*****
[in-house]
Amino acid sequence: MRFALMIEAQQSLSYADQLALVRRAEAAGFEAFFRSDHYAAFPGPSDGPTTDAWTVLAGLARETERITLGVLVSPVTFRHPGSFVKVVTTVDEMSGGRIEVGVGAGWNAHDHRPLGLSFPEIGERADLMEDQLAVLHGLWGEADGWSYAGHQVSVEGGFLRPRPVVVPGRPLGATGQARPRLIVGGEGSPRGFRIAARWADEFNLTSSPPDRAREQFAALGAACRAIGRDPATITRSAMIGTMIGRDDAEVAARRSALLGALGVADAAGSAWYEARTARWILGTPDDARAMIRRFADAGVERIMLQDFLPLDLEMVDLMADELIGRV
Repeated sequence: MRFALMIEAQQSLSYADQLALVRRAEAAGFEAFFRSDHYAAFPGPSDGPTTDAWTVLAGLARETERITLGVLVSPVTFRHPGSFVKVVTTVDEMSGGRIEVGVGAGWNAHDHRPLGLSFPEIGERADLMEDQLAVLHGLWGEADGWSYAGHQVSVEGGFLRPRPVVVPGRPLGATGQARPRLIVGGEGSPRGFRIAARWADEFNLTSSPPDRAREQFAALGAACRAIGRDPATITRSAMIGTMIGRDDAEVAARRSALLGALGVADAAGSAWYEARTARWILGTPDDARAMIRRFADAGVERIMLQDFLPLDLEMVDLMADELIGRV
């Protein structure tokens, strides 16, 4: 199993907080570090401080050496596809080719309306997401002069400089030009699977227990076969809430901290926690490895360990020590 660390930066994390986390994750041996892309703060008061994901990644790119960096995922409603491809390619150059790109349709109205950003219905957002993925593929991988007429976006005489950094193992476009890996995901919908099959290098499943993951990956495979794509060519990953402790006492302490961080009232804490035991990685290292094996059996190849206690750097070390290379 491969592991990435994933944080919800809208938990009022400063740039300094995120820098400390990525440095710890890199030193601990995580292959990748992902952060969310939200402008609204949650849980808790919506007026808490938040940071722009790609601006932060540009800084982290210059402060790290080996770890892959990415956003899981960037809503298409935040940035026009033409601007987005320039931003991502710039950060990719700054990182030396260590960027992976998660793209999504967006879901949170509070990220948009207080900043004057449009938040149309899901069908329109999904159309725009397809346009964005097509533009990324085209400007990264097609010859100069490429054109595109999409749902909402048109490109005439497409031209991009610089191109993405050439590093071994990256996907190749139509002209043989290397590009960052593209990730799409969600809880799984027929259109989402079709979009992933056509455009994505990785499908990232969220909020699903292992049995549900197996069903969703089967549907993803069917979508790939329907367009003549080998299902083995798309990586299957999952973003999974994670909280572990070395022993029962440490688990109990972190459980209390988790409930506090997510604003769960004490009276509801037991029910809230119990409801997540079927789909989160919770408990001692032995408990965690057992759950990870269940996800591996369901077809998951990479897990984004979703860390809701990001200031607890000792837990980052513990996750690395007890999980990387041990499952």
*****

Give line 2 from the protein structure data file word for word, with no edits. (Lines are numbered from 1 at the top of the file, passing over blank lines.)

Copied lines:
Amino acid sequence: MRFALMIEAQQSLSYADQLALVRRAEAAGFEAFFRSDHYAAFPGPSDGPTTDAWTVLAGLARETERITLGVLVSPVTFRHPGSFVKVVTTVDEMSGGRIEVGVGAGWNAHDHRPLGLSFPEIGERADLMEDQLAVLHGLWGEADGWSYAGHQVSVEGGFLRPRPVVVPGRPLGATGQARPRLIVGGEGSPRGFRIAARWADEFNLTSSPPDRAREQFAALGAACRAIGRDPATITRSAMIGTMIGRDDAEVAARRSALLGALGVADAAGSAWYEARTARWILGTPDDARAMIRRFADAGVERIMLQDFLPLDLEMVDLMADELIGRV